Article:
Curtis Bernard, co-chair of the Multi-Stakeholder Group on behalf of civil society, agreed with Trotman’s position while adding that he is exuberant that Guyana’s candidature to the EITI has been approved.
Bernard said that this is a very firm step towards ensuring that monetization of Guyana’s natural patrimony results in sustained benefits to the present and future generations of Guyanese.
Like Bernard, Mr. Hilbert Shields who also co-chairs of the Multi-Stakeholder Group on behalf of mineral sector, noted that from an industry perspective, EITI compliance can promote greater economic stability and reduce investment risk by raising the standards of business conduct.
Shields stated that it also helps provide a more complete view of the full contributions made by the extractive industry. Shields said that this should better inform the discussions of all stakeholders and ultimately support and nurture responsibility to be good corporate citizens.
GUYANA/ EITI HISTORY
EITI is an international body that was established in 2003 with the aim of making it harder for governments and companies to hide the truth about the proceeds garnered from the extractive industries.
The companies in the extractive sector report on what they are paying the government, and the government reports separately on what it received from the companies in the sector.
A report is then prepared by a Multi-Stakeholder Group. The document, among other things, will highlight whether the numbers data collected from the two add up, or if there is an irregularity.
Dr. Jadoopat explained that Guyana must be praised for its efforts in recent years, which were all geared towards satisfying the EITI candidate sign-up requirements.
The official noted that the Government of Guyana had announced its commitment to implement the EITI Standards since May 2010. He said that Guyana and EITI even signed a Memorandum of Understanding in 2012, which paved the way for Guyana to be assisted with its preparation of EITI candidacy.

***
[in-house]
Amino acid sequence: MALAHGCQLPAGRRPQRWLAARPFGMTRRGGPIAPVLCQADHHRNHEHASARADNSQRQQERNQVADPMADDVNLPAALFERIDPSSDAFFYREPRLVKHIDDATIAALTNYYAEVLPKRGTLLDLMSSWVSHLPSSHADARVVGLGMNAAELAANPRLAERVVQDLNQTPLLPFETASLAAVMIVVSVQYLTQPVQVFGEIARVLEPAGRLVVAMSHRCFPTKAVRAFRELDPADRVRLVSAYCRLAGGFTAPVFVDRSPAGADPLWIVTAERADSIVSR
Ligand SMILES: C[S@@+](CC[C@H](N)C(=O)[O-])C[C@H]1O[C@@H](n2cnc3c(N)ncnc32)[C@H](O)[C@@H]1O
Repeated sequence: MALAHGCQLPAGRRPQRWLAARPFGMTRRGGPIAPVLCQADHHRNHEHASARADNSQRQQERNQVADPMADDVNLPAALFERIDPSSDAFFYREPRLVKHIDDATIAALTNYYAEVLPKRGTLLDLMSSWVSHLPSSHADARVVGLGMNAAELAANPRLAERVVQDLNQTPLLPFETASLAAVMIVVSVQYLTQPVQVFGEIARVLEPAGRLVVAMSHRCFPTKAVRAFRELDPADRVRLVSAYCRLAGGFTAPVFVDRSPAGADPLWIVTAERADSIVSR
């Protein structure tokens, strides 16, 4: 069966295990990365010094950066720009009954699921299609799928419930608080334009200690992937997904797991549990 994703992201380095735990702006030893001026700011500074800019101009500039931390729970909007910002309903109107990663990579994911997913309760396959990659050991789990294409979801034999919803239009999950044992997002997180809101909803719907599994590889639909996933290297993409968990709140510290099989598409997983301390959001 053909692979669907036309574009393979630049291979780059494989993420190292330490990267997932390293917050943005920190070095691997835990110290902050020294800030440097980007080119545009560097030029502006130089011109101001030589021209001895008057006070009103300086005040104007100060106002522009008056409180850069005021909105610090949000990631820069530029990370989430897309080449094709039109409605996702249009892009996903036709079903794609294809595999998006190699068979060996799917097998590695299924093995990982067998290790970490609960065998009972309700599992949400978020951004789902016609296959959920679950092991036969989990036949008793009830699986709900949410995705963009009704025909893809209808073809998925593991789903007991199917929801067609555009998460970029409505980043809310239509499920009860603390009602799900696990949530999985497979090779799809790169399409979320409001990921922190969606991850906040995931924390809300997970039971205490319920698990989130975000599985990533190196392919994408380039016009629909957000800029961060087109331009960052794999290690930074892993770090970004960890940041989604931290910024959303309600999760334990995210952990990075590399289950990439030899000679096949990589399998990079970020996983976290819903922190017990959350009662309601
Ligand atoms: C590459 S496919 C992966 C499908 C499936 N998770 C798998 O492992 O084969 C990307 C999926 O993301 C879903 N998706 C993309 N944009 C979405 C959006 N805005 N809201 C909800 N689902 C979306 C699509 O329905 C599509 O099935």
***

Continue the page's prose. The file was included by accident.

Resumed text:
He said that the Inter-American Development Bank (IDB), the World Bank and the Carter Center provided assistance to the Government and supported its efforts towards EITI candidacy. Dr. Jadoopat said it is expected that this will continue.
He added that the government, as stipulated in the International EITI Standard 1.4, has committed to working with Civil Society and Companies.
“It has unequivocally and boldly announced its commitment to work with civil society and companies. Also, the government has agreed to ensure that there are no obstacles to civil society’s participation in the EITI processes. It agreed to refrain from actions which may result in narrowing of, or restricting of public debate in relation to the EITI implementation.”
Dr. Jadoopat also took the opportunity to encourage all to consider it their civilian duty to actively participate in the activities and work of the Guyana-EITI.